Martin Puryear, Sanctum, 1985. Wood, wire mesh, and tar, 76 × 109 × 87 in. (193 × 276.9 × 221 cm). Whitney Museum of American Art, New York; purchase with funds from the Painting and Sculpture Committee 85.72
NARRATOR: How do we make sense of a work like Sanctum, Martin Puryear’s sculpture from 1985? We can walk around it and look inside its walls. They are a patchwork of wire mesh brushed with tar. The piece looks massive, but then light enough to be lifting up on one side. The work’s title, Sanctum, implies a kind of a sacred space. And while we can see inside it, Puryear offers us no way to enter.
In Sanctum, Puryear’s highly original ideas about form and his mastery of craft converge in a kind of balance. He calls such a balance an ‘equivalence’. We see this particularly in Puryear’s use of the tar-covered mesh. The artist has said: “I’m interested in mediating between a feeling of massiveness and fragility—to reach a point of extreme vulnerability. Wire mesh allows for all of this. It can appear massive and opaque, but is actually a thin veil.”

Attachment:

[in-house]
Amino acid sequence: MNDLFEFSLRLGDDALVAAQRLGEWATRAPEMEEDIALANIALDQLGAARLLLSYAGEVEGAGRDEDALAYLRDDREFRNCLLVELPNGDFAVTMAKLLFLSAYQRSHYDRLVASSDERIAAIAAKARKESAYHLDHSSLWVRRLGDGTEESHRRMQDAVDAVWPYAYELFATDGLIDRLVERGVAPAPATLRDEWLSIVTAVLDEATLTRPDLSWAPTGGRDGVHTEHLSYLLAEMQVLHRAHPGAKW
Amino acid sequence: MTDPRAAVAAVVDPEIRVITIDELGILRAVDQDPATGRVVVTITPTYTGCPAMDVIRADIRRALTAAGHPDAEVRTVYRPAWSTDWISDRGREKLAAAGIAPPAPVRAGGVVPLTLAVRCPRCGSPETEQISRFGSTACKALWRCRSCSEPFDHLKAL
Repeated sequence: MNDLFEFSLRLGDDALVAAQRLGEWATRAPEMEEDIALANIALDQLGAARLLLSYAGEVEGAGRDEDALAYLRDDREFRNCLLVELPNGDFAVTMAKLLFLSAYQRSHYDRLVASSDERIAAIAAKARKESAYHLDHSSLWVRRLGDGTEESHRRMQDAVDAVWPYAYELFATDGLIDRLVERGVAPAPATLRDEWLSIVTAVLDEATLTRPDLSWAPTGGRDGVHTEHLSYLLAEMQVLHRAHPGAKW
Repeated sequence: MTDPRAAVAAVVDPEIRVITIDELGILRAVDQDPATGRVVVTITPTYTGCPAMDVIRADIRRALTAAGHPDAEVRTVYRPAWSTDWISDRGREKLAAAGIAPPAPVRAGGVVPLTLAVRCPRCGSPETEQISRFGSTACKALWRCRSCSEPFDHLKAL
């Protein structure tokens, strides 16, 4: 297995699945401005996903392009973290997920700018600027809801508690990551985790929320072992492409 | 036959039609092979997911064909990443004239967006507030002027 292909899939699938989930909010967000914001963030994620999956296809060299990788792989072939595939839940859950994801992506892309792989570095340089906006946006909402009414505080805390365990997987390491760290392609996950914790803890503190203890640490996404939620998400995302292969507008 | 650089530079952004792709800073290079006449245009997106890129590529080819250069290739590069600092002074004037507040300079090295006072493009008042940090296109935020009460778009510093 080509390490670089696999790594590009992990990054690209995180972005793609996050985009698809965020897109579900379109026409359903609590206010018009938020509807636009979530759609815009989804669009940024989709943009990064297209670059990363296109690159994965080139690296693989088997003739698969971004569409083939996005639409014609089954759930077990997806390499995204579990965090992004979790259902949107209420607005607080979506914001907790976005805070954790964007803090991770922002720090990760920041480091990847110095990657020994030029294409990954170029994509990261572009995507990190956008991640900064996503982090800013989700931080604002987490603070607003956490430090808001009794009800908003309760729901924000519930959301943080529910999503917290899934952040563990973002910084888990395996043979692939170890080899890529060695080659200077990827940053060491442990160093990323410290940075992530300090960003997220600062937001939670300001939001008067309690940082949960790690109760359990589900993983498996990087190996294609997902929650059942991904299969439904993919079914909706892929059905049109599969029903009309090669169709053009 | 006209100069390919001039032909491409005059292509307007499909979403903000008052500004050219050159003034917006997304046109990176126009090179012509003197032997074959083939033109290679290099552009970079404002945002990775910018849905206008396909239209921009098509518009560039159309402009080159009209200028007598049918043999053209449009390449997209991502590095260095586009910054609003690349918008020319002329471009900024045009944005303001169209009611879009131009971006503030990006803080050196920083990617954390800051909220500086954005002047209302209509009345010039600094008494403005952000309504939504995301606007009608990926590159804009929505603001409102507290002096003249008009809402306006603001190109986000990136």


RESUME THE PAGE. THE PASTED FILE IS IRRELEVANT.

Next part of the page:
Here, as in all of Puryear’s sculpture, he draws on his knowledge and appreciation of many cultures to invent forms we’ve never seen before—even if they feel familiar—like a hut, a vessel, a basket or even a hoop skirt.